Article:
Main Article Content


If we talk about the importance of variables in economic development, income distribution is not the second to economic growth, especially in emerging countries. These emerging countries are generally characterized by the volatility of exchange rates, especially after most of the countries adopted floating exchange rates system. This paper investigates the impact of an increases in dollar value on income distribution using annual data in the period 1990-2016 for Turkey via an ARDL model and bound testing analysis. In constructing the empirical model, it also considers the impact of GDP per capita on the dependent variable. Findings/Originality: The paper finds that an increase in dollar value leads to a more unequal income distribution in Turkey. The dollar holds an important place in Turkey’s foreign trade. Therefore, the changes in the value of dollar results in significant welfare effects


Exchange rate Gini coefficient Bound testing analysis.

Article Details

How to Cite
Güzel, A. E., & Arslan, Ünal. (2019). On the nexus between exchange rate and income distribution in Turkey: ARDL bound testing analysis. Economic Journal of Emerging Markets, 11(1), 1–7.


  1. Agénor, P. R. (2002). Macroeconomic adjustment and the poor: Analytical issues and cross-country evidence, Policy Research Working Paper Series No. 2788.
  2. Alexander, S. S. (1952). Effects of a devaluation on a trade balance. Staff Papers, 2(2), 263–278.
  3. Bahmani-Oskooee, M. (1997). Effects of devaluation on income distribution. Applied Economics Letters, 4(5), 321–323.
  4. Bahmani-Oskooee, M., Goswami, G. G., & Mebratu, S. (2006). Black market premium and income distribution. The Journal of Developing Areas, 39(2), 17–28.
  5. Bahmani-Oskooee, M., & Motavallizadeh-Ardakani, A. (2017). On the value of the dollar and income inequality: Asymmetric evidence from state level data in the US. Journal of Economic Asymmetries, 16(C), 64–78.
  6. Bahmani-Oskooee, M., & Motavallizadeh-Ardakani, A. (2018). Exchange rate changes and income distribution in 41 countries: Asymmetry analysis. , 68, . Quarterly Review of Economics and Finance, 68(C), 266–282.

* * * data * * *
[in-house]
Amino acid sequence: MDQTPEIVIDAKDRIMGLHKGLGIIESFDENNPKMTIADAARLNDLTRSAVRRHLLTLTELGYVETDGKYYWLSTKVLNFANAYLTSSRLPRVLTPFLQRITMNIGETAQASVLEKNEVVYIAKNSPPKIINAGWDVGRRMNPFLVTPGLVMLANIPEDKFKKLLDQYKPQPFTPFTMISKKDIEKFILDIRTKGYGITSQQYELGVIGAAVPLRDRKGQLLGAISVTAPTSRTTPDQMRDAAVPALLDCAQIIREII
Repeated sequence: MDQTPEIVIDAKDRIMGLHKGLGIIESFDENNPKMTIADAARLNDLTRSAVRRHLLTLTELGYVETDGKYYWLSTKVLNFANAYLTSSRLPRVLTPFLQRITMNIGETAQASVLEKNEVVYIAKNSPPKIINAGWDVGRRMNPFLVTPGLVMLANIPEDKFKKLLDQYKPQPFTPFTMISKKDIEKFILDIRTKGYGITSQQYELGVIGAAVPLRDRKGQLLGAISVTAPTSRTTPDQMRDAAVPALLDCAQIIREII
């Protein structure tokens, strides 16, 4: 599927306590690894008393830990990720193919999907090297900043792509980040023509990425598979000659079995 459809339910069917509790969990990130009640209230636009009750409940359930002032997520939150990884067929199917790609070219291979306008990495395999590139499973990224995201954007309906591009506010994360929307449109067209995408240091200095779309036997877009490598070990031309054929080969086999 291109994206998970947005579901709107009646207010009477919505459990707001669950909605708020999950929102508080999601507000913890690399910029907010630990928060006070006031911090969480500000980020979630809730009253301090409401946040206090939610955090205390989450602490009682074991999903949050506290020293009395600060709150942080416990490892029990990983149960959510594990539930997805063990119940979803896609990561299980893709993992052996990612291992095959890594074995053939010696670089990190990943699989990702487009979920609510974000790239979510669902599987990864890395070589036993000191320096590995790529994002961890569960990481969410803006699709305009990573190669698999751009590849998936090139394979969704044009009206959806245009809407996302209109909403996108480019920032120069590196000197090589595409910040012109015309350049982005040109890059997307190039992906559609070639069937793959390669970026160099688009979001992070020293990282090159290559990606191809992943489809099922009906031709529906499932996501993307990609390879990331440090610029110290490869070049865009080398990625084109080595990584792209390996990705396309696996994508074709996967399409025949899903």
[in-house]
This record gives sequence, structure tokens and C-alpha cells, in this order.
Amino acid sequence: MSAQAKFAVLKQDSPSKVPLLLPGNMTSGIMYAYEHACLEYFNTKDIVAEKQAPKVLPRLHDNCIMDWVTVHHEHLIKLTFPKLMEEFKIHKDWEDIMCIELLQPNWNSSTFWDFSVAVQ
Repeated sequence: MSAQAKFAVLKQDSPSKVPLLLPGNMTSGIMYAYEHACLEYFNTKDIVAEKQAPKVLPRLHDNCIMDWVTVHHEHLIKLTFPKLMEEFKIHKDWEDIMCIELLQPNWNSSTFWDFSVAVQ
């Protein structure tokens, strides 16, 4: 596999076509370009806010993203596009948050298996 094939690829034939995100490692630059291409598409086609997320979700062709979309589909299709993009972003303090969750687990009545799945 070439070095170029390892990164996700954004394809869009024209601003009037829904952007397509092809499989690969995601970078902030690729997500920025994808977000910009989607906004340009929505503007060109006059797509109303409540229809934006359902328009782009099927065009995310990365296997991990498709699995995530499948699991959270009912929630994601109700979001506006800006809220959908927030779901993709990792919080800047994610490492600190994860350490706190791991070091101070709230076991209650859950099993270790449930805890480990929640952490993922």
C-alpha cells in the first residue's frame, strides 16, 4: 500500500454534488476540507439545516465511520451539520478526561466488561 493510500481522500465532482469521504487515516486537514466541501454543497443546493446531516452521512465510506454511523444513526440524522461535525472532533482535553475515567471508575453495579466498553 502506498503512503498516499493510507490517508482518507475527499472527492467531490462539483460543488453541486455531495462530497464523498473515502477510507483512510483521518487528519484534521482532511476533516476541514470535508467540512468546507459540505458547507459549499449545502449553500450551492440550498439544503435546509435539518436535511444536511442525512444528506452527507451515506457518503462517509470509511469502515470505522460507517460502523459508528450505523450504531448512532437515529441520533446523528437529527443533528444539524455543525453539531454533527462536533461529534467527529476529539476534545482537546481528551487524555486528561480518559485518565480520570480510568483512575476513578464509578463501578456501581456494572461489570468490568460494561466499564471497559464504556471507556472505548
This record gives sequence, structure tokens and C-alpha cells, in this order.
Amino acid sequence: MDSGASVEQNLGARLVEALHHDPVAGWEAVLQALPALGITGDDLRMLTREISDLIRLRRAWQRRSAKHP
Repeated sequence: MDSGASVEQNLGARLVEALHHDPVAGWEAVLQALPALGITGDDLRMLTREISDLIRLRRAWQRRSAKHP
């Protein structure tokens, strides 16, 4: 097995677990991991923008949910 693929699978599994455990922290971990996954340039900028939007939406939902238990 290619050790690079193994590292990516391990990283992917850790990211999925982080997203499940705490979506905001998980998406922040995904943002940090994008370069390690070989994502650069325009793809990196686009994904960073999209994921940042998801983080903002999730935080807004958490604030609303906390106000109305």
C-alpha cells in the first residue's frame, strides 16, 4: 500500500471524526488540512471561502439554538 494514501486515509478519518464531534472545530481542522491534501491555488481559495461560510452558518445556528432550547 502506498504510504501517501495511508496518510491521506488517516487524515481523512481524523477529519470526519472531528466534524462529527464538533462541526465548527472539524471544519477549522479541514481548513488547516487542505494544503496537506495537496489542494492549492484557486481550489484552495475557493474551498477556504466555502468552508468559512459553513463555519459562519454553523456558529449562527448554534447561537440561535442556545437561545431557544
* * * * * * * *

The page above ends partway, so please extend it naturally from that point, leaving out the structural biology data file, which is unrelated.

7. Engle, R. F., & Granger, C. W. (1987). Co-integration and error correction: Representation, estimation, and testing. Econometrica: Journal of the Econometric Society, 55(2), 251–276.
  8. Johansen, S., & Juselius, K. (1990). Maximum likelihood estimation and inference on cointegration—with applications to the demand for money. Oxford Bulletin of Economics and Statistics, 52(2), 169–210.
  9. Kwiatkowski, D., Phillips, P. C., Schmidt, P., & Shin, Y. (1992). Testing the null hypothesis of stationarity against the alternative of a unit root: How sure are we that economic time series have a unit root?. , 54(1-3), 159-178. Journal of Econometrics, 54(1–3), 159–178.
  10. Lim, M. H. (2014). Globalization, export-led growth and inequality: The East Asian story. (South Centre Research Paper No. 57). Geneva.
  11. Mishkin, F. S. (2000). Inflation targeting in emerging-market countries. American Economic Review, 90(2), 105–109.
  12. Pesaran, M. H., & Shin, Y. (1998). An autoregressive distributed-lag modelling approach to cointegration analysis. Econometric Society Monographs, 31, 371–413.
  13. Pesaran, M. H., Shin, Y., & Smith, R. J. (2001). Bounds testing approaches to the analysis of level relationships. Journal of Applied Econometrics, 16(3), 289–326.
  14. Shahbaz, M., Islam, F., & Butt, M. S. (2011). Devaluation and income inequality: Evidence from Pakistan (MPRA Paper No. 35522). Retrieved from
  15. Shin, Y., & Schmidt, P. (1992). The KPSS stationarity test as a unit root test. Economics Letters, 38(4), 387–392.
  16. Solt, F. (2016). The standardized world income inequality database. Social Science Quarterly, 97(5), 1267–1281.
  17. Turkish Statistical Institute. (2018). Turkey Trade Balance. Retrieved from
  18. World Bank. (2017). World development Indicators: GDP per capita (constant 2010 US$). Retrieved June 15, 2018, from